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Even though many of us binge-watched the show in one weekend, “Bhaag Beanie Bhaag” took years to see the light of day. From the year of writing, rewriting and revising the pilot to filming in India, Ravi and Neel shared their journey of how the show came to life. A lot of viewers immediately compared “Bhaag Beanie Bhaag” to Amazon Prime’s “Marvelous Ms. Maisel”, purely because of the female comic element. However, we learned in the interview that “Bhaag Beanie Bhaag” was sold to Netflix before “Marvelous Ms. Maisel” was even on TV. It was inspiring and educational to hear about the process behind creating the show.
As for the show’s location, Neel and Ravi chose to set the show in India because of the booming comedy industry. They also made the lead a woman to show how comedy in India is giving a voice to the previously voiceless. Neel and Ravi both shared how wonderful it was to work with Bhasker. They applauded her talent and ability to carry out so many tasks on and off set. Bhasker, most commonly known for her role in “Tanu Weds Manu,” is candid and outspoken about the state of politics in India on Twitter and goes against the grain. Both the creators mentioned being intimidated by her at first but learned quickly how delightful and supportive she is.
[Read Related: ‘Patriot Act with Hasan Minhaj’ Cancelled: Looking Back at the Show’s Comedy and Insight]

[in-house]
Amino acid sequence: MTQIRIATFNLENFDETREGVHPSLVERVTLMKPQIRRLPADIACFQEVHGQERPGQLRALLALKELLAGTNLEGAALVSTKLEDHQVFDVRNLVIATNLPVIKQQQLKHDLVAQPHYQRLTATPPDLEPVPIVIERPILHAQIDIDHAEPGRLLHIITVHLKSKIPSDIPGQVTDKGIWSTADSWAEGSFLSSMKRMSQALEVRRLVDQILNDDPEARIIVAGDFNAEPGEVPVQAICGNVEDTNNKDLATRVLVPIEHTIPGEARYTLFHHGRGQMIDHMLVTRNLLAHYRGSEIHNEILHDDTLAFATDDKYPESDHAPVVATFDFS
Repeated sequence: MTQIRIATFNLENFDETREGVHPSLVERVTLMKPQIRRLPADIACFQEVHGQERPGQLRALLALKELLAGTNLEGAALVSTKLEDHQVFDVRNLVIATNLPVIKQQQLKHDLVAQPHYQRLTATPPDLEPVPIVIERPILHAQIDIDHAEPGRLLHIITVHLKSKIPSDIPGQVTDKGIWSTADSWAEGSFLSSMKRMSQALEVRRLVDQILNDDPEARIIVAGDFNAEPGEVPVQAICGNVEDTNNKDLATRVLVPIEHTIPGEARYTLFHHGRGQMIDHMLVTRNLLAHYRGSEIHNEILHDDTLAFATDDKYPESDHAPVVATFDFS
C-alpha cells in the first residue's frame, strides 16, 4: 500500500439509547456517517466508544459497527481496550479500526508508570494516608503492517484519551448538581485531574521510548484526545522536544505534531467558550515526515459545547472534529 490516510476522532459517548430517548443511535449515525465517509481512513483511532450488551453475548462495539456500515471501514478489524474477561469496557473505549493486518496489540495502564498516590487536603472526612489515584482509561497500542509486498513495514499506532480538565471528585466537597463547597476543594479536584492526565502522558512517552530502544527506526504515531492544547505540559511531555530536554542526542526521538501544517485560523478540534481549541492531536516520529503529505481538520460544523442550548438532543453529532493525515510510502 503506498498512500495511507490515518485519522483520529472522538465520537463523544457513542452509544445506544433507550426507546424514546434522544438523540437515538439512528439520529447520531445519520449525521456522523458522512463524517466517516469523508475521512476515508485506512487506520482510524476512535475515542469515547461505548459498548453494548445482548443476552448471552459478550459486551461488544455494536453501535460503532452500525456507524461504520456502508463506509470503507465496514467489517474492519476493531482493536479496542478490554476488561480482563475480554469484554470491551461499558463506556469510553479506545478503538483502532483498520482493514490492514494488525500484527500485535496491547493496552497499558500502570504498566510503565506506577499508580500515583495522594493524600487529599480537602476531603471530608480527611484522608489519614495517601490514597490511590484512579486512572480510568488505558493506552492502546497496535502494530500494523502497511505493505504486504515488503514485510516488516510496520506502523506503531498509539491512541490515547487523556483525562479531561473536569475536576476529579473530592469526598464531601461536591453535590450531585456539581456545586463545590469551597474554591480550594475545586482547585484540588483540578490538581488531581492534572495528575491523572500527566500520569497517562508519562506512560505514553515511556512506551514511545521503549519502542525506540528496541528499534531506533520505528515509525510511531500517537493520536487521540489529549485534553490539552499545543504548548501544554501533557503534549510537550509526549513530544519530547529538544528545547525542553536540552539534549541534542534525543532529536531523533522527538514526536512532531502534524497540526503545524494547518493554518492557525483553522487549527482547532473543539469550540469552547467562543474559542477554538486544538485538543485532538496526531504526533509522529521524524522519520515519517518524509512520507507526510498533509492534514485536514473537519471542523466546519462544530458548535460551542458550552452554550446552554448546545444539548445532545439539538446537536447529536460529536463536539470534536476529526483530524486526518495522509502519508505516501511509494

Patel, who is just as insightful as he is funny, goes on to tell us how Hollywood is still very “white” in terms of casting. In Aziz Ansari’s “Master Of None,” there is a pivotal scene that plays into the idea of “having only one Indian guy on the stage or on a show at a time.” Mirchandani asks Patel if this notion is still apparent in real Hollywood. To which he replied:
If there are two Black people in one show, then it’s a Black show. If there are two lesbians, then it’s a lesbian show.
It’s unfortunate to hear this, yet it reminds us there is still so much room for us to grow. We have to continue to diversify the entertainment industry, one creator at a time.
The conversation then led to navigating the difficulty of making it as an entertainer while balancing out the joys. Hearing the perspective of people in the top one percent of the industry was motivating for someone, like myself, who is pursuing a career in the entertainment industry.
As Patel explains in the episode, it’s not about the end goal of production or publication, but rather the process of creating. He even reminded his partner, Shah, how lucky they both are to have a job doing what they love.
All in all, I was stoked to have joined this recording with the host of “Brown Mom.” Mirchandani is insightful, funny and possibly the best podcast host I’ve ever listened to. She, herself, is beyond inspirational and I’ll forever be a fangirl of all three of them. Ravi and Neel, you know where to find me when writing season two.
You can catch the full episode and all of season one of “Brown Mom” on all podcast platforms.